I’m looking for camping recipes (or recipes that could be modified for camping) featuring wheat berries.
Parameters: I’m not partial to sweets and prefer savory one-pot dishes.
If you can either provide recipes or direct me to recipes of this nature, please share.
In the Westerns I devoured as a teenager, the good guys made a point of leaving the trails they traveled in a better condition than they found them: moving a branch off the trail here, settling a rock into place there (provided, of course, that they weren’t grievously wounded and/or being pursued by the bad guys at the time).
The lesson has stuck with me: the portages I recently traveled have been left in better shape than I found them. Thank you, Mr. L’Amour.
Quiet Magic by Sam Cook, with illustrations by Bob Cary
University of Minnesota Press
This book is exactly what it promises: quiet and magical. It’s a collection of stories and essays the author wrote for the Duluth News-Tribune, grouped by season. Each piece is 2-4 pages in the book: a nice little morsel.
Each piece is 2-4 pages of observations and experiences related to the north country, the people to be found there, hunting and fishing, canoeing, etc. Cook’s gentle humor and perception make for a delightful few minutes of reading per story.
I find myself continually returning to Loomis Lips for the chuckle factor. Without spoiling it, I’ll just note that it’s about human nature. Oh, and fish.
Ely Echoes by Bob Cary
Published by Pfeifer-Hamilton
Rating: * * * * *
“Jackpine Bob” Cary, journalist and long-time editor of the Ely Echo, has collected a series of observations, escapades, and spoofs spanning his Depression-era youth through his golden years into an anthology of several-page stories infused with his trademark humor and energy.
My absolute favorite of these – and let me assure you it was not easy to select just one favorite to write about – is Second Time Around, a hilarious chronicle of Cary’s less-than-smooth wedding and honeymoon trip at age 76 with 64-year-old longtime friend and new bride Edith.
As seen in the park:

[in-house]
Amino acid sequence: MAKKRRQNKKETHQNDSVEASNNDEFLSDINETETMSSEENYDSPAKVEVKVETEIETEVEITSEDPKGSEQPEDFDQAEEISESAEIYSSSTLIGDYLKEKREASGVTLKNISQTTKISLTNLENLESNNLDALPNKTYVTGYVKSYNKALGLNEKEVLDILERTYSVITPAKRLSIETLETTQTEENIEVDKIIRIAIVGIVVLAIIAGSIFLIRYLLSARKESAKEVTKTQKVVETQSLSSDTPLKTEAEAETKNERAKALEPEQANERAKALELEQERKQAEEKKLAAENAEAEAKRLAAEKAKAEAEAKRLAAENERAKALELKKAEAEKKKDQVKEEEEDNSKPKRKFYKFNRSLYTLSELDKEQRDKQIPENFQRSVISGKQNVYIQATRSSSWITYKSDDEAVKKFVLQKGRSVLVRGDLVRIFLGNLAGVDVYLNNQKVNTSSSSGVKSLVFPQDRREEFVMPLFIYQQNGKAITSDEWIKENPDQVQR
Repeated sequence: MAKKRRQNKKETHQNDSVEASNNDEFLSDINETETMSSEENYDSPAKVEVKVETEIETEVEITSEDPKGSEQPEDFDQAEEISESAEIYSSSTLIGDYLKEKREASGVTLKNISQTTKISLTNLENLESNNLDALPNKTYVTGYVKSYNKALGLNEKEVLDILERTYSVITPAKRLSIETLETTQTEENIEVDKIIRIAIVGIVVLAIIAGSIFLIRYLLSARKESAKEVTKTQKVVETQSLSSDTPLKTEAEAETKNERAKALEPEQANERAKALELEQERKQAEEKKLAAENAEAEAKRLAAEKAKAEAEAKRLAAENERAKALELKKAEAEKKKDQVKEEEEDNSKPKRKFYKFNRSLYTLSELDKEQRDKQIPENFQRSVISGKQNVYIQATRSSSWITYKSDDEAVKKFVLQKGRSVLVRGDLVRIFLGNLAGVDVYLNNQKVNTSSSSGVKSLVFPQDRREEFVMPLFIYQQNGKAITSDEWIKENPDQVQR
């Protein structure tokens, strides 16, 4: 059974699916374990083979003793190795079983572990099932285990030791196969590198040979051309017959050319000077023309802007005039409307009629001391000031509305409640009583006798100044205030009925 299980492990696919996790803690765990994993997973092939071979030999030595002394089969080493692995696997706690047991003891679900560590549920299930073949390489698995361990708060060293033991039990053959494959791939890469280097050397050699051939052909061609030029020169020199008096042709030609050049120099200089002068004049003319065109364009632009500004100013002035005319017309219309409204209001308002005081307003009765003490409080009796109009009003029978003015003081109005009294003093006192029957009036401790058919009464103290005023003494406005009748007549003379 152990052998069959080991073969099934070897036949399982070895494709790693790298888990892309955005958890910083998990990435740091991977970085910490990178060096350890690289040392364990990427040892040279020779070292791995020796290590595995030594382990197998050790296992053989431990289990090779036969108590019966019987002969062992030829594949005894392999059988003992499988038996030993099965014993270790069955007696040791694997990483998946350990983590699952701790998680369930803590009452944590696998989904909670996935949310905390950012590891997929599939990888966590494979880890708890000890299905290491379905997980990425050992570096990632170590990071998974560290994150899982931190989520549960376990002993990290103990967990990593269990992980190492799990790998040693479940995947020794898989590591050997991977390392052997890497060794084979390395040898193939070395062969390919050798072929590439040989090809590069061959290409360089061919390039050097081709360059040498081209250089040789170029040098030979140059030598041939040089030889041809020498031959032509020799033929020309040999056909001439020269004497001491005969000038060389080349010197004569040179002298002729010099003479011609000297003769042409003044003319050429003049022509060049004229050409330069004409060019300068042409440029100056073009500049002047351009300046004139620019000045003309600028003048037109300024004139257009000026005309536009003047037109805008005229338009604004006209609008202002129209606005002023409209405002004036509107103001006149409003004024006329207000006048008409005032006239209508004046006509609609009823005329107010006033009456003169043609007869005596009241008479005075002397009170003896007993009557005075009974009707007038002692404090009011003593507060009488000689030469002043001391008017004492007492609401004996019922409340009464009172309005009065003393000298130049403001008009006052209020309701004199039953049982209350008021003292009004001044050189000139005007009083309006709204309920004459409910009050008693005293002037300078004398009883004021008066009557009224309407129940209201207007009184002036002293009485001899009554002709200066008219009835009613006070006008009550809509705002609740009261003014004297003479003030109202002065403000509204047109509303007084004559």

Two little kids, one with Heidi-of-the-Alps braids and the other with a hat that meant business, outfitted with tyke-sized backpacks (complete with carabiner clips), and walking sticks. They set out on an exploration of the park, leaving no stone or garter snake unexamined. Love it!
The Unofficial Hunger Games Wilderness Survival Guide
(c) 2013 by Creek Stewart. Published by Living Ready Books
Rating: * * * *
With frequent references to the materials Katniss and the other characters in The Hunger Games use to survive, this book provides the reader with an overview of survival techniques using the resources at hand to build shelters, find and purify water, forage for food, navigate, perform first aid, etc.
I really like this book because I expect it will grab the attention of readers who would not otherwise pick up an outdoors book. Each section is quick to read, full of references to the trilogy of books with which the author is clearly familiar, and contains photos for illustration. While not exhaustive, the book goes into enough detail to spur interest in exploring the survival techniques further.
The author stresses that while The Hunger Games aren’t real, occurrences like getting lost while hiking or car breakdowns on rural roads – outside cell phone coverage areas – are. A little knowledge can go a long way in preventing hypothermia and other adverse outcomes.
Death on the Barrens: A True Story of Courage and Tragedy in the Canadian Arctic
by George James Grinnell
First published January 1, 2009 by North Atlantic Books
Rating: * * *
The author, one of six young men on an ill-advised, poorly planned Arctic trip in the 1950s resulting in the death of the trip leader, recounts the experience from the distance of 50 years.